Directionality Explained

I have read it argued against by those who think they know
Here is proof
Paul Speltz Founder of ANTICABLES shares his thoughts about wire directionality. Dear Fellow Audiophiles, As an electronic engineer, I struggled years ago with the idea of wire being directional because it did not fit into any of the electrical models I had learned. It simply did not make sense to me that an alternating music signal should favor a direction in a conductor. One of the great things about our audio hobby is that we are able to hear things well before we can explain them; and just because we can’t explain something, doesn't mean that it is not real.

Showing 34 responses by heaudio123

Most degreed engineers I know that work in electronics, are electrical engineers, and refer to themselves as electrical engineers or electrical and electronics engineers. Degreed electrical/electronics engineers would also be well aware of transmission line effects in cables, and most with any experience would be quite aware of bulk circuit effects which would occur in anything that is not symmetrical in nature. They could probably even come up with a few more reasons for directionality. I can’t help but question your "engineering" qualifications based on your statement.

A degreed and working engineer, work not consider the article you link to be an explanation or proof at all. They would just view it as marketing blurb.

Of course, a degreed electrical/electronics engineer with any experience would be able to quantify, at least to an order or two in magnitude, the effects of these directional properties of cables at audio frequencies, at which point they would conclude directional effects, which are a given in virtual anything not perfectly symmetrical that carries current, would not be remotely audible, and hence are not truly "directional" in an audio sense.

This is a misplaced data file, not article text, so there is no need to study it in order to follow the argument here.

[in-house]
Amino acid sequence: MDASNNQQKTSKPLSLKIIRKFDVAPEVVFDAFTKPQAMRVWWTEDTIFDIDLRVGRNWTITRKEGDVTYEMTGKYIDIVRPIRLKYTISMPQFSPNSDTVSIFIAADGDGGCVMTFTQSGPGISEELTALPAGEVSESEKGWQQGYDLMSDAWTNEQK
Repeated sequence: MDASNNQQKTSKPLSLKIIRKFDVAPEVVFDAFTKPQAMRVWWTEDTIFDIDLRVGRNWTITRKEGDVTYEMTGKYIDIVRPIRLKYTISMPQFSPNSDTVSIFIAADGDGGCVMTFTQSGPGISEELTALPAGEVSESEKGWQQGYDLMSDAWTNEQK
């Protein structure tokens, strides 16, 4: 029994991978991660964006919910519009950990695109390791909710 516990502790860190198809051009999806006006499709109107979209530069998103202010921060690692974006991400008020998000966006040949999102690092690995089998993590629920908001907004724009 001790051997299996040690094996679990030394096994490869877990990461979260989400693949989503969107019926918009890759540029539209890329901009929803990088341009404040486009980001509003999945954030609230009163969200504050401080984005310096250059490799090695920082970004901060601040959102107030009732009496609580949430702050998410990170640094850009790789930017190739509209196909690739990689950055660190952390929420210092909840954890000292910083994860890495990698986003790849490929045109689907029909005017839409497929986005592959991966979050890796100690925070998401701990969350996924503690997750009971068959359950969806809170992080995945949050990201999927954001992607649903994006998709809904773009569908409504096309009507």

As an electronic engineer, I struggled years ago with the idea of wire being directional because it did not fit into any of the electrical models I had learned. It simply did not make sense to me that an alternating music signal should favor a direction in a conductor.

geoffkait, when someone is blinded by a dogmatic need to behave in a certain way, then will often read into a situation what they want to read or and unfortunately that interferes with their comprehension and objectivity. 

I didn't use a call to authority. I pointed out the skill set that would be expected of a degreed working electrical engineer. Pointing out a skill set is not a call to authority. Next I pointed out that a person with those qualifications would a) not make certain statements, b) have the skills to analyze a certain situation and c) not consider marketing fluff proof or evidence.  Someone who is not being dogmatic would understand that is not a call to authority.
This is you queue geoffkait. Make a pithy, but ultimately idiotic comment. Have at it ... we are all waiting.
I am quite certainly that anyone with 21,901 posts cannot call anyone else a stalker, though you appear to be attracted to my posts like a fly to flypaper. Buzz buzz buzz.

p.s. the HE does not stand for High End, but the E may stand for Electroacoustic. I don’t think you will ever guess what the H stands for.

geoffkait21,901 posts05-19-2020 6:24amheaudio, I’m oft struck by how full of pith you are. I like your moniker though, it’s so uh, authoritative sounding. Begone, stalker!

Or a never ending loop for someone with the initials GK.
nonoise5,947 posts05-19-2020 1:23pm